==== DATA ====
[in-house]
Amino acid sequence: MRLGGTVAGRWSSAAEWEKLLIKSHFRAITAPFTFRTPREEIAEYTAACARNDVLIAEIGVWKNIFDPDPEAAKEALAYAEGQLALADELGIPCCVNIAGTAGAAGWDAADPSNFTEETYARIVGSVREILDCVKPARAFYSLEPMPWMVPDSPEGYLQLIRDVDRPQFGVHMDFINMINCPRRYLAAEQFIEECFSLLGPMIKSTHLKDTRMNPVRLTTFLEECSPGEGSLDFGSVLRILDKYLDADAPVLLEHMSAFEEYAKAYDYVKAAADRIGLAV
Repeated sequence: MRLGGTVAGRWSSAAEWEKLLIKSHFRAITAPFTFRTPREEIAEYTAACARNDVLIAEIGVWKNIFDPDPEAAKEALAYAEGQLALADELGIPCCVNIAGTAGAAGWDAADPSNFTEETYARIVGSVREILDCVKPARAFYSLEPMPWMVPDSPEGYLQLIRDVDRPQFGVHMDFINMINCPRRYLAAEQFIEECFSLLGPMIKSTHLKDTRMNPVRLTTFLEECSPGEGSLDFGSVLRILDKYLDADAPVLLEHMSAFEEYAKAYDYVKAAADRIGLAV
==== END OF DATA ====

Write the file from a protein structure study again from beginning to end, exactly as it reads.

[in-house]
Amino acid sequence: MRLGGTVAGRWSSAAEWEKLLIKSHFRAITAPFTFRTPREEIAEYTAACARNDVLIAEIGVWKNIFDPDPEAAKEALAYAEGQLALADELGIPCCVNIAGTAGAAGWDAADPSNFTEETYARIVGSVREILDCVKPARAFYSLEPMPWMVPDSPEGYLQLIRDVDRPQFGVHMDFINMINCPRRYLAAEQFIEECFSLLGPMIKSTHLKDTRMNPVRLTTFLEECSPGEGSLDFGSVLRILDKYLDADAPVLLEHMSAFEEYAKAYDYVKAAADRIGLAV
Repeated sequence: MRLGGTVAGRWSSAAEWEKLLIKSHFRAITAPFTFRTPREEIAEYTAACARNDVLIAEIGVWKNIFDPDPEAAKEALAYAEGQLALADELGIPCCVNIAGTAGAAGWDAADPSNFTEETYARIVGSVREILDCVKPARAFYSLEPMPWMVPDSPEGYLQLIRDVDRPQFGVHMDFINMINCPRRYLAAEQFIEECFSLLGPMIKSTHLKDTRMNPVRLTTFLEECSPGEGSLDFGSVLRILDKYLDADAPVLLEHMSAFEEYAKAYDYVKAAADRIGLAV